Perfectionism is one of those traits that some people classify as admirable. Those who have it proudly boast about it, while those who don’t commend those who do. However, it can become a double-edged sword when it comes to productivity.
As someone with a devoted work ethic who completes all of their projects and the tasks to the highest standard and always arrives promptly, you’ll be left wondering why your productivity levels aren’t as standing as you suppose they should be.
While having high standards is a respectable quality, perfectionism is a glorified version of procrastination. Nothing delays a project more than the daunting thought of unrealistic expectations. And the crushing fear of failure is hardly a healthy motivator for any successful person. The unsurmountable pressure perfectionists place upon themselves is not only creativity stifling: It’s self-destructive.
Even the founder of Impressionist Art, Claude Monet, was haunted by his perfectionism. He was renowned for frequently destroying his paintings in frustration and was noted for once crying out in despair, “My life has been nothing but a failure.” Yet, in 2004, nearly a hundred years after his death, his “Effects of Sun in the Fog” sold for $20.1 million.
We live in a society where failure is seen as a weakness, and anything less than perfect is a failure. We’ve got to a point where we’re too afraid to try for fear of exposing our vulnerabilities. Perfectionism is a self-defeating and, therefore, painfully ironic process. But letting go of being perfect is the only way to live a more productive and fulfilled life.
Perfectionism is a complex psychological problem broadly defined as a combination of excessively high personal standards and overly critical self-evaluations. Studies have shown that the higher the perfectionism of an individual, the more psychological disorders they will suffer from. It is no exaggeration when scientists claim that perfectionism is an epidemic that is destroying people’s lives. But, over time, it’s become recognized by researchers as a multi-dimensional issue consisting of three kinds:
1. Self-oriented Perfectionism: This type defines those whose perfectionistic beliefs and behaviors are directed inwards. They’re individuals who place irrational significance on perfectionism, measure themselves against unrealistic expectations, and are overly critical. They also become severely self-punishing for their perceived inadequacies.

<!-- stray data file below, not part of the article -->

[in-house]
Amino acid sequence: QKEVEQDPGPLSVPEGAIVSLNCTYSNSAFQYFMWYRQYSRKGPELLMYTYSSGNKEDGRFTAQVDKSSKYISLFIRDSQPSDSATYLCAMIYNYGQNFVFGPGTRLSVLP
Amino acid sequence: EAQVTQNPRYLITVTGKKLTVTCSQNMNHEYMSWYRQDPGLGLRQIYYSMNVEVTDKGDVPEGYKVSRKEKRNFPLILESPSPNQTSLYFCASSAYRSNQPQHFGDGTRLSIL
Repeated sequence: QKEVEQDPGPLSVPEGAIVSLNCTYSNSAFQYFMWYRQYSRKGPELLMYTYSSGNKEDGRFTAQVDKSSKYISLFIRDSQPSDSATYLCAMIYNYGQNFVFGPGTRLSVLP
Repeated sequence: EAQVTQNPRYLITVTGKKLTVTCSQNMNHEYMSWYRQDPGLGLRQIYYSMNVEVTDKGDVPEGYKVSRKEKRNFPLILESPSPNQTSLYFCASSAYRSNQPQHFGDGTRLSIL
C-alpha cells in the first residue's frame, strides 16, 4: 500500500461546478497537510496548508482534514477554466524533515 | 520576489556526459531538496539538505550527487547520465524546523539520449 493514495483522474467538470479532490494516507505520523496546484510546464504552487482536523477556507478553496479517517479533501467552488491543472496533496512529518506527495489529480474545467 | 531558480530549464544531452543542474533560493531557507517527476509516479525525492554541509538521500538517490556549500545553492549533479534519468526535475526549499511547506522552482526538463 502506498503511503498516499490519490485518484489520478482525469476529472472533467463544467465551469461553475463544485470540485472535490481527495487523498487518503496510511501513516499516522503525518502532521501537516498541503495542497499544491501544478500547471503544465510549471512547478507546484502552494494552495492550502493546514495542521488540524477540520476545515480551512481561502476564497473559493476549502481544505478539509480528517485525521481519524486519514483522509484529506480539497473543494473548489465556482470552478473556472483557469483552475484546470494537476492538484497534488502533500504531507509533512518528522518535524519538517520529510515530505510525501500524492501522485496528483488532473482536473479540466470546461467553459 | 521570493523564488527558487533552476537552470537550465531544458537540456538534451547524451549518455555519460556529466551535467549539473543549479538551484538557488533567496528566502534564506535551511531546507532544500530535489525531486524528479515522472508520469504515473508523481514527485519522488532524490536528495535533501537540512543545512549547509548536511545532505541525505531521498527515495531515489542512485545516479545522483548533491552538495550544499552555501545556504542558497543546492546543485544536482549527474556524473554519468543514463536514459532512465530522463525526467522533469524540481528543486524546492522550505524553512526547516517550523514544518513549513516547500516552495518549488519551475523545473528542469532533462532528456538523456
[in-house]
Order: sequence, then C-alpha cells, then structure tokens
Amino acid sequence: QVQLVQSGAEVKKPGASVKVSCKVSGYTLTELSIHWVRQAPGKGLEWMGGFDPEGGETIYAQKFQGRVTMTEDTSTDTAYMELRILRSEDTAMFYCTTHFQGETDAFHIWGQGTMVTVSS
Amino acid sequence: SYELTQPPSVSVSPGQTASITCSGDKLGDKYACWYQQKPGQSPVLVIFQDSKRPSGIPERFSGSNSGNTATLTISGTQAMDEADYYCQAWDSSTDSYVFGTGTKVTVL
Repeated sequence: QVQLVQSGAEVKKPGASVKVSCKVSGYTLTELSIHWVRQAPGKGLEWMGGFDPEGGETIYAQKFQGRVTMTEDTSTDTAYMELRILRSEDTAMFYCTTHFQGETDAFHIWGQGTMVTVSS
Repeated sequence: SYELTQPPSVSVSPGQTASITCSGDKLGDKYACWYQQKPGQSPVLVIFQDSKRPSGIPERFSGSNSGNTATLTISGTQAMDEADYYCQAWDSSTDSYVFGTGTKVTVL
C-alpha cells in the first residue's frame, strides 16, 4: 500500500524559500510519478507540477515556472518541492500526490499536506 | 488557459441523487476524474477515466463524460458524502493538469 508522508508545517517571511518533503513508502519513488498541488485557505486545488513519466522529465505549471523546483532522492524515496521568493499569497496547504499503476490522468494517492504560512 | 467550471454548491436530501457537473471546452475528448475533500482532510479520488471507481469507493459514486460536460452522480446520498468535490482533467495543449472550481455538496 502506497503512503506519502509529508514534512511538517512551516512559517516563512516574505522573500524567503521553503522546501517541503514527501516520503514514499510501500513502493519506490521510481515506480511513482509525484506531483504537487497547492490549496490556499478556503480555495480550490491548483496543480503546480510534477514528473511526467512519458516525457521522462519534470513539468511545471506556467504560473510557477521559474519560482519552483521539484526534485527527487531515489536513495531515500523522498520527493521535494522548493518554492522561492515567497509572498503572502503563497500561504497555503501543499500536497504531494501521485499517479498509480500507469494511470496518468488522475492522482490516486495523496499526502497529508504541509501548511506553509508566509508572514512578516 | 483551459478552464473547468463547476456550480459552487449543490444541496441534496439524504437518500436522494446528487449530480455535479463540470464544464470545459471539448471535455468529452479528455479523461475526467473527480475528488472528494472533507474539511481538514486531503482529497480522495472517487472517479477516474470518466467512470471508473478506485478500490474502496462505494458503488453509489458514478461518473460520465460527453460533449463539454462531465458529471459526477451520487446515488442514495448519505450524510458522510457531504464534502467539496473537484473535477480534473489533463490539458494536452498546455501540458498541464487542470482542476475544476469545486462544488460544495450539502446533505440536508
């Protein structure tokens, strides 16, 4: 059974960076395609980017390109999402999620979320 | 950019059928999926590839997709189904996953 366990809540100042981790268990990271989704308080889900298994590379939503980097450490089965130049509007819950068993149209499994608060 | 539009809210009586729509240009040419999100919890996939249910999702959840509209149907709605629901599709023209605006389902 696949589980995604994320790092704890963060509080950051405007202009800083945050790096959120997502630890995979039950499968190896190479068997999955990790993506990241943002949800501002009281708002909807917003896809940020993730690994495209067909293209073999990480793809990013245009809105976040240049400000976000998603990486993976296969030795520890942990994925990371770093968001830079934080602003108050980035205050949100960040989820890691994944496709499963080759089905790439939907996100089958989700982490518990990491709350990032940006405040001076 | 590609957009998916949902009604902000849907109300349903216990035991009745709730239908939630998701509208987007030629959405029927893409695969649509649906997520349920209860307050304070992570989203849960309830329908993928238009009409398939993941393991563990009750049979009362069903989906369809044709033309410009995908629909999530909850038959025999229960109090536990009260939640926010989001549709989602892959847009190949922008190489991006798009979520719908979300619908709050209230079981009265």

2. Socially Prescribed Perfectionism: They perceive others as judging and harshly and therefore seek approval and acceptance by displaying perfectionist tendencies for the benefit of others.
3. Other-oriented perfectionism: This is when the perfectionist’s expectations are external, and the individual imposes unrealistic expectations and standards on those around them.
So, how precisely does perfection inhibit our productivity? Besides the procrastination related to the fear of starting or affair to submit, perfectionists focus on the results rather than the progress, making them unwilling to take risks like trying new things or innovating. Many of us are prompted into falling down these perfectionist rabbit holes thanks to competitive work cultures, pride, or fear of failure. But the truth is that we can’t change the game of our industry or take our careers to the next level without taking risks.
Getting rid of perfectionism is the safer alternative to growth and reaching our full potential. Perfectionist standards aren’t healthy for those around you: Your team members, friends, or even your loved ones. This conscious or unconscious judgment will pollute your environment. For this reason, perfectionism can destroy your productivity. Instead of focusing on results, enjoy the process and don’t put so much pressure on yourself.